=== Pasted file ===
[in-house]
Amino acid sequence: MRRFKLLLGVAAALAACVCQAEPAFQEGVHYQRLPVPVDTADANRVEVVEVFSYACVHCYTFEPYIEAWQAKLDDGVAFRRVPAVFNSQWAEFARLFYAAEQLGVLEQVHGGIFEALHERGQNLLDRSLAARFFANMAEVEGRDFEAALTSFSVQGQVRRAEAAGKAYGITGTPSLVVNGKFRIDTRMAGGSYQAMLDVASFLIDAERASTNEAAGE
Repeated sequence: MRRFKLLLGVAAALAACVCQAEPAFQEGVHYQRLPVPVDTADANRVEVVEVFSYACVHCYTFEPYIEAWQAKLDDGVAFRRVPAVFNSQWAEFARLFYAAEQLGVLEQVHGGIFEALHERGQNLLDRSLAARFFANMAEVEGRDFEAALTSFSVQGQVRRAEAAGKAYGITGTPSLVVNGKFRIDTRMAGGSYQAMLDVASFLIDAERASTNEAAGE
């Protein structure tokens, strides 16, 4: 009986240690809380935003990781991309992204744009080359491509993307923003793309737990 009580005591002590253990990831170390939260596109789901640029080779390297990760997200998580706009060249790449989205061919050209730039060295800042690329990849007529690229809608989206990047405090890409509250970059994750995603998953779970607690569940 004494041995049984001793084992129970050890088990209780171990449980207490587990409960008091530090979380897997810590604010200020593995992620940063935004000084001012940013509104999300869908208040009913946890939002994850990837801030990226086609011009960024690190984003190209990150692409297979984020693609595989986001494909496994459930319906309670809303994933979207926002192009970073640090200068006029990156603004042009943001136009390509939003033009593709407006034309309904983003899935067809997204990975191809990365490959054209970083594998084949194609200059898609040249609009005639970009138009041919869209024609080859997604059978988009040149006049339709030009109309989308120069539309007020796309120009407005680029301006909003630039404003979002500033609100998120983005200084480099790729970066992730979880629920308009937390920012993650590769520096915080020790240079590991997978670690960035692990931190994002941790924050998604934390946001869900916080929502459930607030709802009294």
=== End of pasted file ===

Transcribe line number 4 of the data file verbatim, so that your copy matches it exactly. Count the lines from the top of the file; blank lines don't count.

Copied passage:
């Protein structure tokens, strides 16, 4: 009986240690809380935003990781991309992204744009080359491509993307923003793309737990 009580005591002590253990990831170390939260596109789901640029080779390297990760997200998580706009060249790449989205061919050209730039060295800042690329990849007529690229809608989206990047405090890409509250970059994750995603998953779970607690569940 004494041995049984001793084992129970050890088990209780171990449980207490587990409960008091530090979380897997810590604010200020593995992620940063935004000084001012940013509104999300869908208040009913946890939002994850990837801030990226086609011009960024690190984003190209990150692409297979984020693609595989986001494909496994459930319906309670809303994933979207926002192009970073640090200068006029990156603004042009943001136009390509939003033009593709407006034309309904983003899935067809997204990975191809990365490959054209970083594998084949194609200059898609040249609009005639970009138009041919869209024609080859997604059978988009040149006049339709030009109309989308120069539309007020796309120009407005680029301006909003630039404003979002500033609100998120983005200084480099790729970066992730979880629920308009937390920012993650590769520096915080020790240079590991997978670690960035692990931190994002941790924050998604934390946001869900916080929502459930607030709802009294």